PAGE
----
When I tell people that I’m at the Legislature every day as a volunteer citizen advocate, after over 25 years of being around the Capitol in various roles, they tend to assume that I know a lot about what’s going on.
The truth is that I know less every day, even about things I am trying to follow as closely as I can.
For example, last January, I wrote an op-ed about unanswered questions related to food stamp (SNAP) recipients, whose benefits were being cut due to the imposition of requirements for work and training that many would not be able to meet.
Since then, over 5,000 very low-income people who are in need of one of life’s necessities have lost this critical source of food support in nine pilot counties. To date, no one has been able to explain what has happened to these former recipients and how they are getting food to survive.
Only a tiny fraction of all food stamp recipients who did not already have low-wage jobs have been reported to find work after being referred for help. The Department of Health and Human Resources, as I understand it, has basically said that the new requirements haven’t made a difference in getting work, although surely the lives of those who were cut off from food benefits were drastically affected.
Yet, key legislators now want to take these requirements statewide, plus forbid all recipients from accumulating more than a low level of assets, so that they have little or nothing to help tide them over when they can’t find a job. Bill sponsors want to spend over $2 million dollars on programs that they know don’t work, and risk losing over $17 million in federal dollars that pay for the food that people must have.
Instead, we need to target our resources — and add new resources, as needed — to create, build on and coordinate effective evidence-based programs that provide pathways to work and community service. We know, through experience, that intensive support can help individuals and families make significant improvements in their lives and give their children a better foundation for success.
On the environmental front, methods related to the regulation of toxins in rivers and streams that have worked for 40 years are now under assault. The industries that think weakening our protections is essential cannot attest to the promise of even one job, or to having lost any jobs due to the current methods. Yet, the state wants tourists and entrepreneurs to invest in our beauty and culture while risking their health by exposure to additional toxins.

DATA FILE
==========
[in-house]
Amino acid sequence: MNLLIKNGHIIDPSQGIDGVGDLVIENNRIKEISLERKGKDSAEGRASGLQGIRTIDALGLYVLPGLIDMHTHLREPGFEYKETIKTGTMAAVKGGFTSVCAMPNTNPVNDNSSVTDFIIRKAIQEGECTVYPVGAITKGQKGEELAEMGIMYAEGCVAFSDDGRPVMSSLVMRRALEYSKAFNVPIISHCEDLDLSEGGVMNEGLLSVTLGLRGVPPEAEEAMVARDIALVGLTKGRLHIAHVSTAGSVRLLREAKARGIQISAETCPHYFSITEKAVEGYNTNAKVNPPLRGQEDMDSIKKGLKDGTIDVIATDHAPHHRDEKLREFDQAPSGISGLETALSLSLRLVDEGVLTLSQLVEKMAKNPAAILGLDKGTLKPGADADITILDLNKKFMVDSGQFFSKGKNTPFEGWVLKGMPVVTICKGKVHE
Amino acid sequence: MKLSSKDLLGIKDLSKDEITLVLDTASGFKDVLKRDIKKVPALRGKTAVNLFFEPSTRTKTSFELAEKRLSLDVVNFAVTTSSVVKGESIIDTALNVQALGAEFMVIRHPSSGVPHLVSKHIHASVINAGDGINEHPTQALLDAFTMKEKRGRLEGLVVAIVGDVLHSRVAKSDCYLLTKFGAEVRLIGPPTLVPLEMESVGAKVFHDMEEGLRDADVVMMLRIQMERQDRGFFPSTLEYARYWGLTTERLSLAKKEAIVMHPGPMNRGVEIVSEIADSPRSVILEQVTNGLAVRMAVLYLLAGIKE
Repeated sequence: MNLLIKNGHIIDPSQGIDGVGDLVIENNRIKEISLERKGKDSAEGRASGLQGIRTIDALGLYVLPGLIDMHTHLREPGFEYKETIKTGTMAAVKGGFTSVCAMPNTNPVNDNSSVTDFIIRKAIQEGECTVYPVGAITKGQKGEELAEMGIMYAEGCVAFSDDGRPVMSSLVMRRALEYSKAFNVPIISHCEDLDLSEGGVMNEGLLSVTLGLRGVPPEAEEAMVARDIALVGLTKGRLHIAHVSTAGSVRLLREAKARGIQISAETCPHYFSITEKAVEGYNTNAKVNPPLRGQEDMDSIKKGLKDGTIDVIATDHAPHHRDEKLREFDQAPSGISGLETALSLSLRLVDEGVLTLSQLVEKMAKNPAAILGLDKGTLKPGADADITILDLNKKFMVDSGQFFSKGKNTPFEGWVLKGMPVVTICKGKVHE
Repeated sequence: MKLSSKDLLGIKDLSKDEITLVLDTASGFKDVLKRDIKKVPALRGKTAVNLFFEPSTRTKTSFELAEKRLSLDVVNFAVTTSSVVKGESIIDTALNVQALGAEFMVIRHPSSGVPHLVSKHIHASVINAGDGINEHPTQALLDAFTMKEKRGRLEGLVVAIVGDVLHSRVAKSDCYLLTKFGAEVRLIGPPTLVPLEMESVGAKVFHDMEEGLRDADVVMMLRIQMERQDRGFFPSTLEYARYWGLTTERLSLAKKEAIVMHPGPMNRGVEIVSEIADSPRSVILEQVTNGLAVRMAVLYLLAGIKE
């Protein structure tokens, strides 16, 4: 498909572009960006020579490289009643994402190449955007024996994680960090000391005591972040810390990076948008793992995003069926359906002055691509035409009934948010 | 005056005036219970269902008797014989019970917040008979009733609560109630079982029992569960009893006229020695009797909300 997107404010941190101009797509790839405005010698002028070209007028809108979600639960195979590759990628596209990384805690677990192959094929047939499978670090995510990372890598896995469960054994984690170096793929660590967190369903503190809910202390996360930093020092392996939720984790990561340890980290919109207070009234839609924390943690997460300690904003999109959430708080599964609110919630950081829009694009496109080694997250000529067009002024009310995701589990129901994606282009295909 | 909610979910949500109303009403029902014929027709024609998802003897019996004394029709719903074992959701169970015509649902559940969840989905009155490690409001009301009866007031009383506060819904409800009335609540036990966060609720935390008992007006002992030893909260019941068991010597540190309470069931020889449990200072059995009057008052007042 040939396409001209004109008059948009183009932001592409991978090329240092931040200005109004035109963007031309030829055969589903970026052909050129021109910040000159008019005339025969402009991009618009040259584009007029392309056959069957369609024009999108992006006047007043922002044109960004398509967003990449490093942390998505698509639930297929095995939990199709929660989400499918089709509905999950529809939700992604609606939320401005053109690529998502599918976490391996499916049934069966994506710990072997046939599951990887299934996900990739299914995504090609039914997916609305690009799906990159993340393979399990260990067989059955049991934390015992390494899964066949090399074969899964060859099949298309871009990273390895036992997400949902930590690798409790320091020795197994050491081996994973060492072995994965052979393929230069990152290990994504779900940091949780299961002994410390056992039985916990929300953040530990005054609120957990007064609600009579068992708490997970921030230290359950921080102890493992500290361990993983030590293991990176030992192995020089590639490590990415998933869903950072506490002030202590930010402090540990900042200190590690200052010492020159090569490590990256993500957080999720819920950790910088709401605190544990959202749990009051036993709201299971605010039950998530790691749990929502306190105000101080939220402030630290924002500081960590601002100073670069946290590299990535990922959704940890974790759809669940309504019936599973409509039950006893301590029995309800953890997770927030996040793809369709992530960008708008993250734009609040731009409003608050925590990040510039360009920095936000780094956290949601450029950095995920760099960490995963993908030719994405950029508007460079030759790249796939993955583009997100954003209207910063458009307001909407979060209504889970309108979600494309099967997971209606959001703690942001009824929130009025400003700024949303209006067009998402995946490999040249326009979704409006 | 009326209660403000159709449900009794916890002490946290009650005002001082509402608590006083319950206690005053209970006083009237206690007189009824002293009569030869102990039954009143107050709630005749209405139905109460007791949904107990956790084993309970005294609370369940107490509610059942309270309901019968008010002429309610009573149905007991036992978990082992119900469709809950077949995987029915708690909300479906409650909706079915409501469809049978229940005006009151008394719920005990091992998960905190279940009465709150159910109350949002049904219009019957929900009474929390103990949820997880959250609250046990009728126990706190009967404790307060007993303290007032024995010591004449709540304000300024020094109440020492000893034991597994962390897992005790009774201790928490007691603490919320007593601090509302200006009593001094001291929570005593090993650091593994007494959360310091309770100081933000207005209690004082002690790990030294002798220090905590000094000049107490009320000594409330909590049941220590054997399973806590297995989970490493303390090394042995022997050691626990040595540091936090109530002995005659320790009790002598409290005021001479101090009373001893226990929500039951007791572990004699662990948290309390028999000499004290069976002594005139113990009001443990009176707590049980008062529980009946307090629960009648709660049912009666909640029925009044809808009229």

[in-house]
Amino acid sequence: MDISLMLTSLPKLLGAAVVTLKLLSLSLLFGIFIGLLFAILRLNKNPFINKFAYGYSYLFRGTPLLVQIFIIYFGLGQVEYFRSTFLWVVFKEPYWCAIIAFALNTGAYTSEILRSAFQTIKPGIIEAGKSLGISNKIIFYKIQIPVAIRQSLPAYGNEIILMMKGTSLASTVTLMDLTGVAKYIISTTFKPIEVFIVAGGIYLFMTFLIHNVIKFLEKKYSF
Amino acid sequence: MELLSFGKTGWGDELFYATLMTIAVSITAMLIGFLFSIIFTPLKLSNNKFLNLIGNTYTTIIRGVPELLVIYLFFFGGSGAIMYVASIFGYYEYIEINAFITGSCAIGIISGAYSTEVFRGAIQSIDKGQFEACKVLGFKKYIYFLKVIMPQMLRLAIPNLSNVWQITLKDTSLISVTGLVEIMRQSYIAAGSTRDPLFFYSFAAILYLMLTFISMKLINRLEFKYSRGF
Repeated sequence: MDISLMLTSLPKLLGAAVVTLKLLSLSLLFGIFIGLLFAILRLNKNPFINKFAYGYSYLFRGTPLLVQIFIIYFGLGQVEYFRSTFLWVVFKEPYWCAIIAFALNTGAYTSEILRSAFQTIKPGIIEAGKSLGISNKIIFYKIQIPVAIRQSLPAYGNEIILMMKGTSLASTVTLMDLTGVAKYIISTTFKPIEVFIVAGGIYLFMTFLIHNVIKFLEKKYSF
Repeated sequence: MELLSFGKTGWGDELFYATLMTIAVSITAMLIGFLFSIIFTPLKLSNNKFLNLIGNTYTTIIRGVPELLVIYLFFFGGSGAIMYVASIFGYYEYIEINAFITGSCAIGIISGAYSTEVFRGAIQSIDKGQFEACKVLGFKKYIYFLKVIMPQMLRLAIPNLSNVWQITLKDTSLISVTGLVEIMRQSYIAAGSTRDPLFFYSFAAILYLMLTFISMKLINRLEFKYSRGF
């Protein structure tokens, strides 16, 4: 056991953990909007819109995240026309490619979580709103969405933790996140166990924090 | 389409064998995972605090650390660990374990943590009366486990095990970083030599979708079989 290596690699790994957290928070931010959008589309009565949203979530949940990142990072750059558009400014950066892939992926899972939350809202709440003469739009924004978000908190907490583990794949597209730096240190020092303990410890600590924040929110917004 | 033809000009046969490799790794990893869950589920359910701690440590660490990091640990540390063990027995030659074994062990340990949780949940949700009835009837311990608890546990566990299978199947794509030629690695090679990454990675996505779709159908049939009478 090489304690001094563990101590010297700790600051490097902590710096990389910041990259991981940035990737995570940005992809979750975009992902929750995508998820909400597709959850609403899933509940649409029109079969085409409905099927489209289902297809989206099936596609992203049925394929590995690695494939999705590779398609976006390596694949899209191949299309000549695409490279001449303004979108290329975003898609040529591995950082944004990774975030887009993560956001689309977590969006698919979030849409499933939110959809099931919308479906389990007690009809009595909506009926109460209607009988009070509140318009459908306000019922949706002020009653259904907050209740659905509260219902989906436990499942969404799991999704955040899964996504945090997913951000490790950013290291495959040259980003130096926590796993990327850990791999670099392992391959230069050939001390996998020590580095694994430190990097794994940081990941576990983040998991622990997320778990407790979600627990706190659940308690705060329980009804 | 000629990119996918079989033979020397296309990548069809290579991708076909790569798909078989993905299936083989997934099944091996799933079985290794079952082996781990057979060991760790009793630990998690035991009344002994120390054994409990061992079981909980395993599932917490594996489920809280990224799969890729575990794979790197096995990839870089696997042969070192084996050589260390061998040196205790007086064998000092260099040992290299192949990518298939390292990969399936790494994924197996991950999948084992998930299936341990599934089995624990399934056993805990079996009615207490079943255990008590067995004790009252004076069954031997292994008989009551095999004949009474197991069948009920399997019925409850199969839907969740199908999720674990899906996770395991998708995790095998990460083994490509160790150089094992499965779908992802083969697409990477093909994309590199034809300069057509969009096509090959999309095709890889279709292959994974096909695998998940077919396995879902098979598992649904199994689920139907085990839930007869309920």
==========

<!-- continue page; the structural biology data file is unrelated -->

Another move is to exempt tanks of brine, chemicals and possibly radioactive matter from public tracking, unless they are near public water intakes. Yet, there is no concern for the thousands of homesteads that are dependent on well water throughout the same countryside where these tanks are located.
Finally, I wrote recently about being asked to pay substantially more in taxes so that the richest people in the state can get a large tax break. I said I am willing to pay my fair share, but not to give up $1,000 per year so that a person with three-quarters-of-a-million dollars can gain an extra $27,000.
At the same time, I keep discovering other bills that have been introduced by some of the same sponsors. One of them puts an amendment to the state Constitution on the ballot for the purpose of eliminating the property taxes that support our schools and essential local services.
Another one eliminates the state civil service and makes all state employees serve only at the will and pleasure of their employer. What kind of stability does that provide for professionals at all levels who invest their lives in providing services to our citizens? Or, as someone asked me, how would this change the impact of inspectors who have the hard job of protecting us from dangers to our health and safety?
The hardest thing for me to understand, which I have addressed before and still can’t come to terms with, is how we are starving the same services — public education, higher education, roads, a safety net and health care — that we are dependent on to have strong families and communities, a healthy and stable workforce and a growing economy.
I know I am not the only one asking these kinds of questions. I implore our leadership in all three branches of government and both political parties to come together — and involve the private sector and ordinary citizens — to figure out the best course for our great state to thrive.
We are a small state of very smart and dedicated people. I know we can find common ground and reach for the stars.
Betty Rivard, of Charleston, is an MSW emeritus, a DHHR retiree and a photographer.